Whose (red) line is it anyway?

1

A year ago, as rumors of a possible chemical attack by the Syrian government began circulating, United States President Barack Obama stated that the use of chemical weapons is a “red line” that, if crossed, would likely change the noninterventionist stance of the United States. On the 21st of August, reports of a mass chemical attack in Syria bombarded both local and international media outlets. One thousand casualties were attributed to the use of sarin, a poisonous airborne chemical. Obama denounced the weaponry and stated that “this is a challenge to the whole world.”

One wonders, though, why the “challenge” arises now, two years after the onset of the Syrian conflict. Over 100,000 people have died, millions have been displaced, and the lines between those fighting for democracy and those advocating tyranny have become blurred beyond recognition. Why is intervention brought up now, when the casualties from the chemical attack account for less than 1% of the overall mortalities throughout the whole conflict?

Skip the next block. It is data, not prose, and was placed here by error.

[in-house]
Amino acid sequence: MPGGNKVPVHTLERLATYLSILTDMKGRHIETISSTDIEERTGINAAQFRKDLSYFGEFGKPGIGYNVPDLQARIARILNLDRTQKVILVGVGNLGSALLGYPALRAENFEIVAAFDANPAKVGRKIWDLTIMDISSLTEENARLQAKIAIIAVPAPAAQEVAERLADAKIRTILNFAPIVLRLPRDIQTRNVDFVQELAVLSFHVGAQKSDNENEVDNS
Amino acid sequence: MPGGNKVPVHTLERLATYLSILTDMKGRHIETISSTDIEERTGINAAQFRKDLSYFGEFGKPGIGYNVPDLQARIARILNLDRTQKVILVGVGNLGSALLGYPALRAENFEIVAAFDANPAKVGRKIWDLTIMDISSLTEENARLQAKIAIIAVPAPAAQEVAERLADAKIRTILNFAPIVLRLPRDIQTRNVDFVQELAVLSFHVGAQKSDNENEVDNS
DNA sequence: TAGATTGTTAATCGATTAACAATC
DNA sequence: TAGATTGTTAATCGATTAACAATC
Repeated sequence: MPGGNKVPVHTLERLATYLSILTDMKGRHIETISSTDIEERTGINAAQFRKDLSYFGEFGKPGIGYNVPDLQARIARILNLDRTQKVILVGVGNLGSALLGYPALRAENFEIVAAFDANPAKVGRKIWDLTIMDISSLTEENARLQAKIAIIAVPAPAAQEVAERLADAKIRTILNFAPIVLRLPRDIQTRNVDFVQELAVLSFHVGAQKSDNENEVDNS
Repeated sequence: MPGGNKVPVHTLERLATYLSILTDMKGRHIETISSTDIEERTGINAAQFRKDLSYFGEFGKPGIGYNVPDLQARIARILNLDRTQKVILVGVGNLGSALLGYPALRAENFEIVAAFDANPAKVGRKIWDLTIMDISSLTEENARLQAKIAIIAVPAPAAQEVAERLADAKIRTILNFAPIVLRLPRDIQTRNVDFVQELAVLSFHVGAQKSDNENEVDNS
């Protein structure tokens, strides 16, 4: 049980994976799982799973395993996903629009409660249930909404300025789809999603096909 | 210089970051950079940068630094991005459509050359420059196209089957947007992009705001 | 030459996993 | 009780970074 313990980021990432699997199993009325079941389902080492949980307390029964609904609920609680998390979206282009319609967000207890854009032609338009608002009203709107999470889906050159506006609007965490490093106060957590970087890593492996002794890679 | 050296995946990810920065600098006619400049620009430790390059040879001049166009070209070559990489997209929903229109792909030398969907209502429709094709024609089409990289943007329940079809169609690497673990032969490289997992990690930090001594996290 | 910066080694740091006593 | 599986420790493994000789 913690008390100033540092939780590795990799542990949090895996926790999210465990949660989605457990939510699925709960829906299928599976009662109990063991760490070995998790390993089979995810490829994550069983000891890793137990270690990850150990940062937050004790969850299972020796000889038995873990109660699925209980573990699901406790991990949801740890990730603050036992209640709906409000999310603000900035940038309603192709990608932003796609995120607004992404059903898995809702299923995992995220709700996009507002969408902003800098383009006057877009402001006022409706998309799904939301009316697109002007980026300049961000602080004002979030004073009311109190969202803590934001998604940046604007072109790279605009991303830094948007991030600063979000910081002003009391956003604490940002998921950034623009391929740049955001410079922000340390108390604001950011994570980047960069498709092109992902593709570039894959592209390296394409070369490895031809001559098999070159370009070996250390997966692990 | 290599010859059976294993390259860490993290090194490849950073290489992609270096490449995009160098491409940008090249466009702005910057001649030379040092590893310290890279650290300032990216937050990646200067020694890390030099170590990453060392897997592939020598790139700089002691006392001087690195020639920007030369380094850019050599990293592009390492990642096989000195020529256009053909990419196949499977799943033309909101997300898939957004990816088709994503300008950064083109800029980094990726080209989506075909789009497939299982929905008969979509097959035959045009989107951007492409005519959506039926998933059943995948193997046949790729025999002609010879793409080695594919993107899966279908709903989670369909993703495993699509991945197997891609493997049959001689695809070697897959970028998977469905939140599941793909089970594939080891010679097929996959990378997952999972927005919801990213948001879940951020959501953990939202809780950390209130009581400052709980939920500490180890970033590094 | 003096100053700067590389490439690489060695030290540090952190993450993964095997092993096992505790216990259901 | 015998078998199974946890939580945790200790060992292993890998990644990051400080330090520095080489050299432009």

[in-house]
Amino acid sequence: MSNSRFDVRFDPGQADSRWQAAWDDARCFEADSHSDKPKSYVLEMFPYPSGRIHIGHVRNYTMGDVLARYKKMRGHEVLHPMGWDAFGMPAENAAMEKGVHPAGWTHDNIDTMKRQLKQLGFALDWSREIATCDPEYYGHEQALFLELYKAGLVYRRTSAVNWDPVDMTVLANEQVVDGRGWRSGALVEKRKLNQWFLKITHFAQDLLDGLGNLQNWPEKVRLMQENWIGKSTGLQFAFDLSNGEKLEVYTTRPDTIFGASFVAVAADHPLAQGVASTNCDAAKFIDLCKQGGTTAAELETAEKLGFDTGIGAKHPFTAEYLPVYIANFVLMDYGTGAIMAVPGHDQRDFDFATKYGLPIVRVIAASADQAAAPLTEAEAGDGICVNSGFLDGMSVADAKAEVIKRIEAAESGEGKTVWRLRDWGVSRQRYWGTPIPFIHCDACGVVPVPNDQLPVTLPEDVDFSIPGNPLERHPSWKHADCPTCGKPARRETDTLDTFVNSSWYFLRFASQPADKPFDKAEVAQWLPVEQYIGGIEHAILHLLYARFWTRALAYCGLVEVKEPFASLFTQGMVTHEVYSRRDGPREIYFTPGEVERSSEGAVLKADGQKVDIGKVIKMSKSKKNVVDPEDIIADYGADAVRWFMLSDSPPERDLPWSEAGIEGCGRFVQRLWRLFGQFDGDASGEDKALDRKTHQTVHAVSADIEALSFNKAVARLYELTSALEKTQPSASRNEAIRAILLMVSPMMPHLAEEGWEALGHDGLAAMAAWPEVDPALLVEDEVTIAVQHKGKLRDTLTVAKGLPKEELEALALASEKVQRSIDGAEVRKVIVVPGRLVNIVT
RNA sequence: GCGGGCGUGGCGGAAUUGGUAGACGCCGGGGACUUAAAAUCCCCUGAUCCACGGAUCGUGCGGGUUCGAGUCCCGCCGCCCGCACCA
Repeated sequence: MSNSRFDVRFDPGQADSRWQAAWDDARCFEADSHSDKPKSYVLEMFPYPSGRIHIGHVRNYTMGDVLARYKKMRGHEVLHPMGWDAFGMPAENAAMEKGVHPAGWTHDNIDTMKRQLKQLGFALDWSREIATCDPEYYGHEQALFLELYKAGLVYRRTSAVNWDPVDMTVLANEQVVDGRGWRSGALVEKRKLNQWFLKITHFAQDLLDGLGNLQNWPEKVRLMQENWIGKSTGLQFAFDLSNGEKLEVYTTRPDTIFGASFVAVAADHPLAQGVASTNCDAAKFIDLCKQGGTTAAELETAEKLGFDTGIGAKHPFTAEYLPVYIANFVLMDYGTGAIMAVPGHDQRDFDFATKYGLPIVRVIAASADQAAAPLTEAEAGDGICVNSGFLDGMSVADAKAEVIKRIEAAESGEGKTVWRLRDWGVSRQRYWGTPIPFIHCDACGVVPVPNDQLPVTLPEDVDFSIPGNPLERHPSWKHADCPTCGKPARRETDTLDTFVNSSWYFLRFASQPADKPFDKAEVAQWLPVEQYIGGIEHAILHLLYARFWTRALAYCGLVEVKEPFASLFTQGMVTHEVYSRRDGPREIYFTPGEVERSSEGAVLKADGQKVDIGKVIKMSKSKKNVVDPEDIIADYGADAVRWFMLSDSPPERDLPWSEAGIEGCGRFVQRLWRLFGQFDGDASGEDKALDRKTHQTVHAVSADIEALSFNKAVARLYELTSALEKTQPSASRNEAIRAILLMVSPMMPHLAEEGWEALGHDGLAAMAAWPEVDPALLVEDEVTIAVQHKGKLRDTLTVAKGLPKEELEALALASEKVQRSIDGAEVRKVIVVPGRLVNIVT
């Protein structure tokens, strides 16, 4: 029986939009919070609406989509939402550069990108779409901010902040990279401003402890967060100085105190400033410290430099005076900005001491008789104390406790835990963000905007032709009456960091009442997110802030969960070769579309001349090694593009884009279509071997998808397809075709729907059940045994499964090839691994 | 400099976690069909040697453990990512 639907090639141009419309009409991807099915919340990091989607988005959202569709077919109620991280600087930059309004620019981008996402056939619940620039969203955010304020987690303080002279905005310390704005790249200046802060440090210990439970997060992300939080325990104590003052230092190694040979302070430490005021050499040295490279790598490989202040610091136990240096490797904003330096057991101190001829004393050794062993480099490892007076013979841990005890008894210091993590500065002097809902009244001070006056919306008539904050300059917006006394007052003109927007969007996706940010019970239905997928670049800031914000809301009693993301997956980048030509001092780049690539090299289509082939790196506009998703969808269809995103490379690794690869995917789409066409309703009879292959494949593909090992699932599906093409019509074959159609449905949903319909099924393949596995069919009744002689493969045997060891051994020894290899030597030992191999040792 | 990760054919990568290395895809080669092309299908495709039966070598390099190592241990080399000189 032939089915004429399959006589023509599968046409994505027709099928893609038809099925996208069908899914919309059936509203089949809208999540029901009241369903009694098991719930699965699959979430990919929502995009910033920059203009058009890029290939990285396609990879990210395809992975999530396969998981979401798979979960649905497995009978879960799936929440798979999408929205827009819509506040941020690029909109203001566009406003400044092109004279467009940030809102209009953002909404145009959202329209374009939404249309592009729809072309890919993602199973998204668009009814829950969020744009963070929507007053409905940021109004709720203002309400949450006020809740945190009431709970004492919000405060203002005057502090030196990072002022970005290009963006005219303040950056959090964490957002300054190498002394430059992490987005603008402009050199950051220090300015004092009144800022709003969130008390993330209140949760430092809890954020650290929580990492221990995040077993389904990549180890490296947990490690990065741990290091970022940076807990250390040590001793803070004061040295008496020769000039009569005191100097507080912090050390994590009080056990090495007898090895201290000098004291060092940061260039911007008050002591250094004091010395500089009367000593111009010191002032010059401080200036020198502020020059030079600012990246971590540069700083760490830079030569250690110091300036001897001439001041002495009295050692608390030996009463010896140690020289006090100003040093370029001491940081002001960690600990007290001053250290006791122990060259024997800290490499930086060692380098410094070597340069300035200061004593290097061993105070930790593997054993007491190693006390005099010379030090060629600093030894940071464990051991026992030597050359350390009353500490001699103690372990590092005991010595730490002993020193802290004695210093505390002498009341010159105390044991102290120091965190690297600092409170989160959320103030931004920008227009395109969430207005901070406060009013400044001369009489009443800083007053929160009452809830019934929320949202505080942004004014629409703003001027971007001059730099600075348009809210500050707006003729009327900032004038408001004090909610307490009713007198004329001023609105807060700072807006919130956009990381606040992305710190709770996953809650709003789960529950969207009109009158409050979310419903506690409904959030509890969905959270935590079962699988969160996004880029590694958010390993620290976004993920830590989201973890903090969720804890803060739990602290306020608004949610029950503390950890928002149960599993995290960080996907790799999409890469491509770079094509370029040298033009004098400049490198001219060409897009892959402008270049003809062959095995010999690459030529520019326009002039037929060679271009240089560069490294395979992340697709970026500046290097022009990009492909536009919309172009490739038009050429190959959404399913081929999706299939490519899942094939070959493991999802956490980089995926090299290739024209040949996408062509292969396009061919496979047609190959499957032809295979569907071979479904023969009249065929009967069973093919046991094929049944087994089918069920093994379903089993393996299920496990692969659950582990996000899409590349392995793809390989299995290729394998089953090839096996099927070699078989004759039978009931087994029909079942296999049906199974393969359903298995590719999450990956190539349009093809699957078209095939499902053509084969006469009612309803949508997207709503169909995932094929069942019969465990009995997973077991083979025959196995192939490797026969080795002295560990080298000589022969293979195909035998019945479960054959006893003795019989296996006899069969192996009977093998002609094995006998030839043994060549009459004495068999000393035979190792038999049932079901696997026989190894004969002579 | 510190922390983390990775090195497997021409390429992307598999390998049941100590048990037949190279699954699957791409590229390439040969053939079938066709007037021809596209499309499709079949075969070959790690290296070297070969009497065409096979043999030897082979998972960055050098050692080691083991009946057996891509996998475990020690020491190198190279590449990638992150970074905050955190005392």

For two years, the West sat largely idle as Syria imploded. Immediately after reports of a chemical attack, Obama called for a serious and prompt reaction, the United Kingdom pushed for drafting of a United Nations resolution, and cries of disbelief and outrage rang around the globe. Why? How is killing through chemicals different than the myriad other media for massacre?

The first large-scale use of chemical weaponry occurred in 1915, during World War I, when the German army discharged chlorine unto the English, killing over one hundred soldiers. That initial attack catalyzed the use of chemical weapons, by both sides, throughout the remainder of the war. After WWI, horrified by the effects of chemical warfare, members of the League of Nations signed the 1925 Geneva Protocol prohibiting the practices of chemical or biological warfare. Unfortunately, the Protocol had many loopholes, and neither prevented its signatories from developing chemical or biological weaponry nor using them against non-signatories. Hence, in 1997, the Chemical Weapons Convention came into force with 189 signatories – 98% of the world’s nations – openly decrying the use of chemical warfare in any context.